Wishing it was

Relationships- any sort of ’em- are complicated. They’re not always logical, or straightforward, or fit into our predefined notions of them. We go and involve emotions, feelings, things that dismiss rational thought to the back burner. We can plan and plot and justify and explain it to ourselves and others as rationally as we like, but in the end, it’s what we FEEL that makes relating to others a  great/awful/wonderful/uncertain/good/miserable experience.

It’s been on my mind a lot recently, in connecting and re-connecting with people, and watching others do similarly. I’ve often talked about the need to be intentional in relationships, especially those we want to maintain, to grow. And it’s been great to have that experience, with a lot of different people these last few weeks.

This is hard for me. I’m not an easy person to get to know. It has more to do with my own insecurities than anything, though I suppose that’s a trust issue as well.  Do I trust my friends to accept me if I’m open about who I am and what I think? I don’t always. Am I worried about losing that relationship, about rejection? Absolutely. I live with that fear, more than I’ll ever admit.

Logic says that true friends accept and love you, no matter what. Emotion clouds it. Emotion stirs up fear, and hope, certainty and uncertainty. It makes the doubts or excitement grow louder in your head, more defensive or aggressive about what you feel.

It came to the forefront for me this week when a friend told me that his significant other was cheating on him. I had no words for him. How could I? His trust, his faith in that relationship had been violated in the worst way. There was nothing I could say to make him feel better.  I listened, I helped, and tried to make things easier.

Sometimes, a relationship changing for the worse, or ending, is inevitable. There’s distance, time, changes in feelings, other commitments. Emotion says we’re sad or happy or relieved about it, but in the end, there may not be a right and a wrong to it. It’s my nature to (eventually) find that middle ground, and rationalize it that way. I’m analytical, and like to find compromise. I believe that even relationships have those shades of grey.

With a case like this with my friend, it was a little easier to make it black and white. Even if there was more to it (and there always is), both my logic and my emotion agreed here: His trust was violated. For someone like me, who struggles with insecurity and trust, that’s the worst kind of violation in a relationship, especially an intimate one.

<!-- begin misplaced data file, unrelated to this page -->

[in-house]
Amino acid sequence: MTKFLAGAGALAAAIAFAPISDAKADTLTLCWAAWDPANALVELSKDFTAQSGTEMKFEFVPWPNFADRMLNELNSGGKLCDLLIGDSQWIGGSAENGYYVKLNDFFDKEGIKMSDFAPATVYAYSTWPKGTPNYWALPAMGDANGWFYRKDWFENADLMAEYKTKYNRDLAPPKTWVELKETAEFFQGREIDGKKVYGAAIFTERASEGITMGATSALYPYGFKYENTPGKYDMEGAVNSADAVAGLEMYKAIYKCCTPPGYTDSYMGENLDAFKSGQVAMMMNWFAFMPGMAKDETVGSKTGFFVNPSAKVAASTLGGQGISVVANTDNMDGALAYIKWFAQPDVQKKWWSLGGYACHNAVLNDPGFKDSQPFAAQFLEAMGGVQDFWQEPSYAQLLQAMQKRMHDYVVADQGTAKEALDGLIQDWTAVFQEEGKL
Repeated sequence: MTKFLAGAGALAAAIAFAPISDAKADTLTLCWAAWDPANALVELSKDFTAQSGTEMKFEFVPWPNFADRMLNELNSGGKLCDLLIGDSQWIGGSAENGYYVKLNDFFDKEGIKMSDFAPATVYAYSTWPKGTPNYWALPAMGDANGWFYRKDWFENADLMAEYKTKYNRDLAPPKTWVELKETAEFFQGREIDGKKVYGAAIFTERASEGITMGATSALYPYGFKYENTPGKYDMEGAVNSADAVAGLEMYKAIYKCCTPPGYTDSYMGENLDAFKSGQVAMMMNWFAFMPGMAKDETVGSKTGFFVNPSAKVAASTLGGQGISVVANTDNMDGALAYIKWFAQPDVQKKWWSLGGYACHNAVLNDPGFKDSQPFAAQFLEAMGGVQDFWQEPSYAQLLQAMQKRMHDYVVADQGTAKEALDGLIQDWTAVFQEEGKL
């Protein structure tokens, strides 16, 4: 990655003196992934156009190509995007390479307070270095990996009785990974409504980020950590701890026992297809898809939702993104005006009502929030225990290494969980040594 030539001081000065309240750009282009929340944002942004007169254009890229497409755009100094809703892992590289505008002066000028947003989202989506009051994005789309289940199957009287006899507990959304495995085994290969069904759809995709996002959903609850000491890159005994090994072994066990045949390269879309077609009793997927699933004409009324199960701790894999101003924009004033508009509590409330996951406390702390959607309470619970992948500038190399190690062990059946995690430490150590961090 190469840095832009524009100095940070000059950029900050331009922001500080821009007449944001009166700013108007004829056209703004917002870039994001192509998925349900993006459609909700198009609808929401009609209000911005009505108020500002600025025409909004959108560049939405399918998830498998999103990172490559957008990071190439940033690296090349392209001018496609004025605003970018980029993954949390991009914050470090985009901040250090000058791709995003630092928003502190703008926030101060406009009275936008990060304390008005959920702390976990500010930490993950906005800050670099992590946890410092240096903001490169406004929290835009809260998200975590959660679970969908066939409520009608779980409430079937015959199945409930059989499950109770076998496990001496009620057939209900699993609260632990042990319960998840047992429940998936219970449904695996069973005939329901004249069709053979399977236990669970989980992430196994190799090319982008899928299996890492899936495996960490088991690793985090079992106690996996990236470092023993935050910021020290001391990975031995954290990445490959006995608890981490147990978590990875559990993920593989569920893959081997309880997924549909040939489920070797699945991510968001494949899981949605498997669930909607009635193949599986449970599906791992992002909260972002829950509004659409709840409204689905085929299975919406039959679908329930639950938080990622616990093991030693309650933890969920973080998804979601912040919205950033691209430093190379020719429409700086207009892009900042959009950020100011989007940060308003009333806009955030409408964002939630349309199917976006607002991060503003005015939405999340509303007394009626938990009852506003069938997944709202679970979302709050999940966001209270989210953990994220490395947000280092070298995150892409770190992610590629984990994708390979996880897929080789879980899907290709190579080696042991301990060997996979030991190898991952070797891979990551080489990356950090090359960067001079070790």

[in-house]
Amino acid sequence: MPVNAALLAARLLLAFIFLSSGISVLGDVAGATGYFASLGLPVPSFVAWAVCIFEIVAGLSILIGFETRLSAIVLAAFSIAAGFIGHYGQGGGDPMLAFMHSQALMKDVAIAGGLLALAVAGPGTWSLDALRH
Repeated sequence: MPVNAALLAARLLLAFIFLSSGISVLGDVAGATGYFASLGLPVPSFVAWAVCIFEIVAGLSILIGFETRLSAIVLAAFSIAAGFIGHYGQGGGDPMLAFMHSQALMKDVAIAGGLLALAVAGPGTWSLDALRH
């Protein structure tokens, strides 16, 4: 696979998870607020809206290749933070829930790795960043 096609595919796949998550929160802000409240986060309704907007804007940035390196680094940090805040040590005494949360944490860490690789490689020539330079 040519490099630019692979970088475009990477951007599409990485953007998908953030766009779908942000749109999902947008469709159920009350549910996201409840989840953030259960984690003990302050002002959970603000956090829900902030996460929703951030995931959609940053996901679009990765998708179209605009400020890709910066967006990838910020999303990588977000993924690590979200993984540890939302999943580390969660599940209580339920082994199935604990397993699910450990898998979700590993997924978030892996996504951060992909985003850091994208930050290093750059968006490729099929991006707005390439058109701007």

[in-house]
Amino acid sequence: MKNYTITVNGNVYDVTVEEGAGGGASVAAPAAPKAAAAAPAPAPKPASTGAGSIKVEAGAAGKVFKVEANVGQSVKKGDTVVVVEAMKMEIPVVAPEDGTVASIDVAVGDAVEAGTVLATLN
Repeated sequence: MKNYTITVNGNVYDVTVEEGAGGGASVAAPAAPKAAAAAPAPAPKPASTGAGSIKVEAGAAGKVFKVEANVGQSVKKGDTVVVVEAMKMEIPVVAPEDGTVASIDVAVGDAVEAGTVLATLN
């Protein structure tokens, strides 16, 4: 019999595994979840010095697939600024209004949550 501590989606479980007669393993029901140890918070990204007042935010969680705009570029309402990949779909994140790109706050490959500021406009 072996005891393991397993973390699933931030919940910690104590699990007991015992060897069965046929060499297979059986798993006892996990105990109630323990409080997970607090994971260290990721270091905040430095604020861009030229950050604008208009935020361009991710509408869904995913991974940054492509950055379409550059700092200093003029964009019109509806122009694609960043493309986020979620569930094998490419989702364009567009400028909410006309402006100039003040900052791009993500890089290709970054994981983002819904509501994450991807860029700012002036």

But we need other people. We’re meant to live in community. And when you have those friends and family, relationships that are wonderful and lifelong, it makes it all worthwhile. We have to get past the hurts. We have to work, to be intentional about connecting with people, about supporting and being supported. It’s not always easy, but we’re meant to be together. Another case, I would say, where logic and emotion agree.


2 thoughts on “Wishing it was

  1. Josh

    A wise counsel asked me recently ” are you living for an emotion? If so don’t” emotions lie to us and are actually not bound to logic at all, see Stockholm syndrome or the reason why a woman will stay with a man who is abusive. Emotions are based on subjective experience and even expressing them is based on properly communicating your experience to another person who may be having a different experience than you. I do agree with you that there is no right or wrong emotion, what we feel at any point in time is valid. here is a right way to respond to those emotions My experiences recently have taught me not to shut off my emotions but to live through by mastering them, much of what I talked about in my blog about being a real man applies to being intentional about relationships and ones own emotions. Our emotions are one thing, what we choose to believe and do about them are two different things. Tell your friend to take Tylenol, it will help with the pain from the heart break. I can see the ads now “Tylenol, it helps heal broken hearts.”

  2. DaveC Post author

    You nailed it. That’s part of why emotion and logic don’t always agree: They’re not measured in the same way.

    I like your blog, Josh (Readers, he’s linked on the right!), and can often relate and agree to what you write on emotion. Learning to express emotion in a healthy way can help all our relationships.

    I didn’t really know the details of my friend’s relationship, but my first instinct was to reach out, knowing what had happened, and what kind of state he must be in. He admitted that he probably wasn’t in a great state, and wasn’t afraid to admit that- I admired him. A couple of brews- or Tylenol, as you suggested- might not heal a broken heart, but people can certainly help.

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